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It is clear that multinational corporations (MNCs) have significant impact in the growth trajectory of developing countries. The nature of this relationship, however, is heavily debated. What is the downstream impact from MNCs on the lives of workers in developing countries? Are countries perversely incentivized to repress and exploit their unskilled labor forces to attract investment? Do multinationals promote better working conditions and raise standards of living for workers? In this essay, I argue that multinationals have the potential to bring massive benefits to the working class in developing countries. If the government of the host country develops strong linkage institutions, connecting MNCs to a large portion of the labor force and promoting information sharing, MNCs can bring increases in wage levels, decreases in inequality, and increased standards of living overall. My study combines quantitative analysis and case study research to explore the effects of MNCs on six developing Latin American economies: Colombia, Costa Rica, Guatemala, Honduras, Mexico, and Venezuela.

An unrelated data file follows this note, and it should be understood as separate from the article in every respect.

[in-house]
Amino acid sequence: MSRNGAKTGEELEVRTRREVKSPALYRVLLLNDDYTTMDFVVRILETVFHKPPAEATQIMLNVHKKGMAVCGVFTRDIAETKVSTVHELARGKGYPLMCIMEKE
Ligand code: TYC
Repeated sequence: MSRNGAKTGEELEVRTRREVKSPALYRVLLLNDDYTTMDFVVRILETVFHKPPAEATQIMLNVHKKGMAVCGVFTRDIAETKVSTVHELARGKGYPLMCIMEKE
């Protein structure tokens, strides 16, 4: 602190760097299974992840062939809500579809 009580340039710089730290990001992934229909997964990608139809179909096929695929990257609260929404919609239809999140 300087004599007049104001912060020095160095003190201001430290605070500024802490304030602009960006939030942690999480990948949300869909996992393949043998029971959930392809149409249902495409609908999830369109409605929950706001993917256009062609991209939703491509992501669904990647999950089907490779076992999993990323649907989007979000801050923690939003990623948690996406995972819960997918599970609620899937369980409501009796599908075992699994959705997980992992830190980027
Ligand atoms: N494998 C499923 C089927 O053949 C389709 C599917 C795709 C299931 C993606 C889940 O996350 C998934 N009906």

To preview my main findings, there are strong correlations in all countries between foreign direct investment (FDI) net inflows (a proxy variable for MNC involvement) and adjusted net national incomes. I also show that overall levels of FDI coming into a developing economy evidence a more significant relationship with income levels than do their relative share of that economy’s market, indicating that industry domination is not as important as the total amount of incoming FDI. The data also shows that increased exposure to foreign capital appears to lead to absolute wealth gains across the economy. In other words, all income groups are made absolutely better off by increased MNC involvement. However, there is strong evidence to suggest that the gains associated with FDI are not evenly distributed across income brackets, that the benefits to the wealthy are disproportionate to those to the poor. Finally, the data shows a good deal of support for the theory that different periods of FDI development affect and enfranchise different groups in different ways. When MNCs initially enter a country, in the early stages of development, we see strong associations between increased levels of FDI and increased Human Development Index (HDI) scores. As time goes on, and peripheral economies adapt and shift their development strategies, the relationship becomes weaker and appears to plateau. The central goal of this essay is to explore the extent to which predictions from the established literature hold true in select countries in Latin America, with an eye toward what their experiences can say about the impact of MNC FDI more broadly.